Dakota Reference Manual
Version 6.4
LargeScale Engineering Optimization and Uncertainty Analysis

Epistemic uncertain variable  values from one or more continuous intervals
This keyword is related to the topics:
Alias: interval_uncertain
Argument(s): INTEGER
Default: no continuous interval uncertain variables
Required/Optional  Description of Group  Dakota Keyword  Dakota Keyword Description  

Optional  num_intervals  Specify the number of intervals for each variable  
Optional  interval_probabilities  Assign probability mass to each interval  
Required  lower_bounds  Specify minimum values  
Required  upper_bounds  Specify maximium values  
Optional  initial_point  Initial values  
Optional  descriptors  Labels for the variables 
Continuous interval uncertain variables are epistemic types. They can specify a single interval per variable which may be used in interval analysis, where the goal is to determine the interval bounds on the output corresponding to the interval bounds on the input. All values between the bounds are permissible. More detailed continuous interval representations can specify a set of belief structures based on intervals that may be contiguous, overlapping, or disjoint. This is used in specifying the inputs necessary for an epistemic uncertainty analysis using DempsterShafer theory of evidence.
Other epistemic types include:
The following specification is for an interval analysis:
continuous_interval_uncertain = 2 lower_bounds = 2.0 4.0 upper_bounds = 2.5 5.0
The following specification is for a DempsterShafer analysis:
continuous_interval_uncertain = 2 num_intervals = 3 2 interval_probs = 0.25 0.5 0.25 0.4 0.6 lower_bounds = 2.0 4.0 4.5 1.0 3.0 upper_bounds = 2.5 5.0 6.0 5.0 5.0
Here there are 2 interval uncertain variables. The first one is defined by three intervals, and the second by two intervals. The three intervals for the first variable have basic probability assignments of 0.2, 0.5, and 0.3, respectively, while the basic probability assignments for the two intervals for the second variable are 0.4 and 0.6. The basic probability assignments for each interval variable must sum to one. The interval bounds for the first variable are [2, 2.5], [4, 5], and [4.5, 6], and the interval bounds for the second variable are [1.0, 5.0] and [3.0, 5.0]. Note that the intervals can be overlapping or disjoint. The BPA for the first variable indicates that it is twice as likely that the value occurs on the interval [4,5] than either [2,2.5] or [4.5,6].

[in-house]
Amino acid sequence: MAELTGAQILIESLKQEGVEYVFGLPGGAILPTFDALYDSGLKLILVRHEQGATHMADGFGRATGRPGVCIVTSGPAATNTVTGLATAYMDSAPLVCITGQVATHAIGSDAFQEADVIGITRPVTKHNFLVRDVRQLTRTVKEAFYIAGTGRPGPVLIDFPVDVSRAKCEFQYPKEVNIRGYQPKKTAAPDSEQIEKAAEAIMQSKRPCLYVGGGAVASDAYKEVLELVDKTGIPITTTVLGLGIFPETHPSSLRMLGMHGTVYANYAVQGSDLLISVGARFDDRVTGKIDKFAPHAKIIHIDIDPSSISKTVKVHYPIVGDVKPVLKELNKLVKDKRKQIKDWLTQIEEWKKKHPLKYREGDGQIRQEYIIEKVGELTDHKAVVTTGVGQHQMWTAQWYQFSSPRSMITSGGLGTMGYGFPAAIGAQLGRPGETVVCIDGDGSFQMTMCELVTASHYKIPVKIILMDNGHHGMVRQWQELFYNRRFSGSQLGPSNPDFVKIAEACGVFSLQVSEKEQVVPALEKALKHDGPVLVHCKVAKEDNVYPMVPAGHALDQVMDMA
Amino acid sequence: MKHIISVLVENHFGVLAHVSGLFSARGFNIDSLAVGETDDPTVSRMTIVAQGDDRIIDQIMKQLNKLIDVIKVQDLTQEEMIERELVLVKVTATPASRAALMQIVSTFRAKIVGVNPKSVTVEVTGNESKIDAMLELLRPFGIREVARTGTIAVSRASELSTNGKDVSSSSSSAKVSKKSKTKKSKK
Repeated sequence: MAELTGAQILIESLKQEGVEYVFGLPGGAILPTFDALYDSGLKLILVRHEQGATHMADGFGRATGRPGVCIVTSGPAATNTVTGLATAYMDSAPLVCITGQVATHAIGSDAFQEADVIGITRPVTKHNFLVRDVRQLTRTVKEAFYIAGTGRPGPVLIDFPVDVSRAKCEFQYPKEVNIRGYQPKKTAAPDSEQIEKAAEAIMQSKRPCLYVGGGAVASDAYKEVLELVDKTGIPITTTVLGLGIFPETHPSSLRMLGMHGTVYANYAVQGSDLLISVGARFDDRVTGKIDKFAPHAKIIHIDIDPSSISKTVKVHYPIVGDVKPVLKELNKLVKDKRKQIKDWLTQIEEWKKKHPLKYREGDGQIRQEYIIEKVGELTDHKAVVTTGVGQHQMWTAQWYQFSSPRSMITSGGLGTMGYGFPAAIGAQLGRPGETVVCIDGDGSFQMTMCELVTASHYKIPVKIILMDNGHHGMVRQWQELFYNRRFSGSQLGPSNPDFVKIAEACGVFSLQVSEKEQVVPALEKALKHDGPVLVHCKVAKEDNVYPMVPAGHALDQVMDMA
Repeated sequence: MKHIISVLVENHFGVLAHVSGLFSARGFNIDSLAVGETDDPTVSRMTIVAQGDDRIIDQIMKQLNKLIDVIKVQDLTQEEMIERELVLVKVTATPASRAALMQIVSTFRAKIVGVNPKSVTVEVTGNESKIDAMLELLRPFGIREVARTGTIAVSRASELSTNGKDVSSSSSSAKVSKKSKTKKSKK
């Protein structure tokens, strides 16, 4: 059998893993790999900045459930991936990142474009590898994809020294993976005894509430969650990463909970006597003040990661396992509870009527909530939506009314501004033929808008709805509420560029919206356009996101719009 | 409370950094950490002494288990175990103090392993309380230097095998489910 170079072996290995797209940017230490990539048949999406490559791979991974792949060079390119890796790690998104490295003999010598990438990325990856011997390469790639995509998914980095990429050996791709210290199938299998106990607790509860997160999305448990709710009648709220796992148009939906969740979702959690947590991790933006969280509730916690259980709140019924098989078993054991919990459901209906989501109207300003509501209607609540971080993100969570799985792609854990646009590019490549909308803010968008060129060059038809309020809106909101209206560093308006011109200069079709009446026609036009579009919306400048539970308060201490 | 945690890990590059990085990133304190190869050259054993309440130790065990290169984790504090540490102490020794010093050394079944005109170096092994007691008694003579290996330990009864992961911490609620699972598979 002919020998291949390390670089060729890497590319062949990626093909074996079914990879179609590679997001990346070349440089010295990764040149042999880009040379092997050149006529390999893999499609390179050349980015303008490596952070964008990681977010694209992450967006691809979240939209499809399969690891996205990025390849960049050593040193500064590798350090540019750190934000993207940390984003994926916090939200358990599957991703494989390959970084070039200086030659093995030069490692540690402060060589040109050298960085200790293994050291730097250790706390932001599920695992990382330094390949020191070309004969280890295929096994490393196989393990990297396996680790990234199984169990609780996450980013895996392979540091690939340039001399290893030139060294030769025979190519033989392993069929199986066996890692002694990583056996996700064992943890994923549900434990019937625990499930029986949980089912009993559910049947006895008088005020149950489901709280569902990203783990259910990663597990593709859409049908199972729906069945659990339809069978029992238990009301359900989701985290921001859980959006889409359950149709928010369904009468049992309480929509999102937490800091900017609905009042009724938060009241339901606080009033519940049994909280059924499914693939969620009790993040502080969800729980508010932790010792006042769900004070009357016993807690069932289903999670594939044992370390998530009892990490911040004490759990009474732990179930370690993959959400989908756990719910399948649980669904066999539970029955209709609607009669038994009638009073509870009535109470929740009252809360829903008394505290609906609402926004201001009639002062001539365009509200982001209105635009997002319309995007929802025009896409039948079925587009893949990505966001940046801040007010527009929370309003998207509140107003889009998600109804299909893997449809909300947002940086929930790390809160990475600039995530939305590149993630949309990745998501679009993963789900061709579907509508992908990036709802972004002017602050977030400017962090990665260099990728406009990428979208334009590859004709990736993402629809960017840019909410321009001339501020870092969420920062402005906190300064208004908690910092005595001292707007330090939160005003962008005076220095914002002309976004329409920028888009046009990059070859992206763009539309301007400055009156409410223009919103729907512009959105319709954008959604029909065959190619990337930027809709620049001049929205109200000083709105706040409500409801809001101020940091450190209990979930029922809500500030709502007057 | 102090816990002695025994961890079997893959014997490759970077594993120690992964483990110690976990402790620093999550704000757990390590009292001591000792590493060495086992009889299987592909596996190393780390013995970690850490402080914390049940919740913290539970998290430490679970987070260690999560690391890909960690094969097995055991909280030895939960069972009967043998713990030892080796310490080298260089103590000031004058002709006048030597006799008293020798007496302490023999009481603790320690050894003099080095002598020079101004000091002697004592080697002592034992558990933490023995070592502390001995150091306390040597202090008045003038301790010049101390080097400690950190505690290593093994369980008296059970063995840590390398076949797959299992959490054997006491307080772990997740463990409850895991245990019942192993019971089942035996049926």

The continuous interval uncertain variable is NOT a probability distribution. Although it may seem similar to a histogram, the interpretation of this uncertain variable is different. It is used in epistemic uncertainty analysis, where one is trying to model uncertainty due to lack of knowledge. The continuous interval uncertain variable is used in both interval analysis and in DempsterShafer theory of evidence.
continuous_interval_uncertain
variable the interval is defined by lower and upper bounds the value of the random variable lies somewhere in this interval output is the minimum and maximum function value conditional on the specified intervalcontinuous_interval_uncertain
variable a Basic Probability Assignment (BPA) is associated with each interval. The BPA represents a probability that the value of the uncertain variable is located within that interval. each interval is defined by lower and upper bounds outputs are called "belief" and "plausibility." Belief represents the smallest possible probability that is consistent with the evidence, while plausibility represents the largest possible probability that is consistent with the evidence. Evidence is the intervals together with their BPA.